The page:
Bheja Fry Reviews and Ratings
While it’s true this film is somewhat entertaining and much of the humour is derived from its rock-solid script, let me be the party-pooper here by revealing that Bheja Fry is a scene-by-scene, dialogue-by-dialogue remake of the superhit French farce The Dinner Game. You see, Bheja Fry isn’t ‘inspired’ or ‘borrowed’ or ‘influenced’ from the original film, it’s an out-and-out remake. One can only hope that remake rights were bought from the makers of the French film, although I didn’t see any acknowledgement of the same in the film’s credits, and in fact I saw this film’s screenplay credited to two persons, which if you ask me is shocking, considering the only real work on the script would be in the form of translation.
It’s always tragic when young directors start off their careers with scripts originating out of foreign DVDs. It’s not a smart move, inviting comparison and critical condescension, while just trying to make a movie they assume few have seen.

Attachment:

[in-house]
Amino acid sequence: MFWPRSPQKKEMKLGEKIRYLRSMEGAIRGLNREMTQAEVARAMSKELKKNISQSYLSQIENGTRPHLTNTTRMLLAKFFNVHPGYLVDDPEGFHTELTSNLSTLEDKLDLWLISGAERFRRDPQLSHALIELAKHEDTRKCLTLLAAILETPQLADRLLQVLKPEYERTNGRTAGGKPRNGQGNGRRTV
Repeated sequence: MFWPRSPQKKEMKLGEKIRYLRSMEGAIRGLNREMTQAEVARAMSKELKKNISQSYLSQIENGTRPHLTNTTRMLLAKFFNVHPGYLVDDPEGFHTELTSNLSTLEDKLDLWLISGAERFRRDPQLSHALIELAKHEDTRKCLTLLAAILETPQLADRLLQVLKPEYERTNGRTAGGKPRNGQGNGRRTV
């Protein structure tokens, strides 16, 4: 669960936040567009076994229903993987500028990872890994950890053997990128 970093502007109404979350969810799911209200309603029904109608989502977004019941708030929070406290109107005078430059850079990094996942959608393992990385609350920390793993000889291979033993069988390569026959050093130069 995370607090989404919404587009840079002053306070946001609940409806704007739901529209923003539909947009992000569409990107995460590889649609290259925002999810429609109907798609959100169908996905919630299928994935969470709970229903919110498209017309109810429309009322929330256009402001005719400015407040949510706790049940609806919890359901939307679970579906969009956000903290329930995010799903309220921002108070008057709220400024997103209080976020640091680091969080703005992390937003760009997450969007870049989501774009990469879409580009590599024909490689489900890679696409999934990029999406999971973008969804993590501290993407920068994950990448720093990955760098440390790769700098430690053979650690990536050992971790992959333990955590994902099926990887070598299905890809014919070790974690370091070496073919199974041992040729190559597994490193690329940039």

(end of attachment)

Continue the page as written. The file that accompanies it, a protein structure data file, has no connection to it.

Still, go. Despite everything, see this film. Watch it for Vinay.
Vinay Pathak carries off this film on his stocky shoulders with aplomb. The actor, who made his mark, first as a veejay and then in the Great Indian Comedy Show, has come of age. If his role in SAY SALAAM INDIA was small, here, he hogs the limelight as well as screen space. It must have been a brave decision for director Shyam Bellary to put the spotlight on Vinay, who as Bharat Bhushan brings the house down.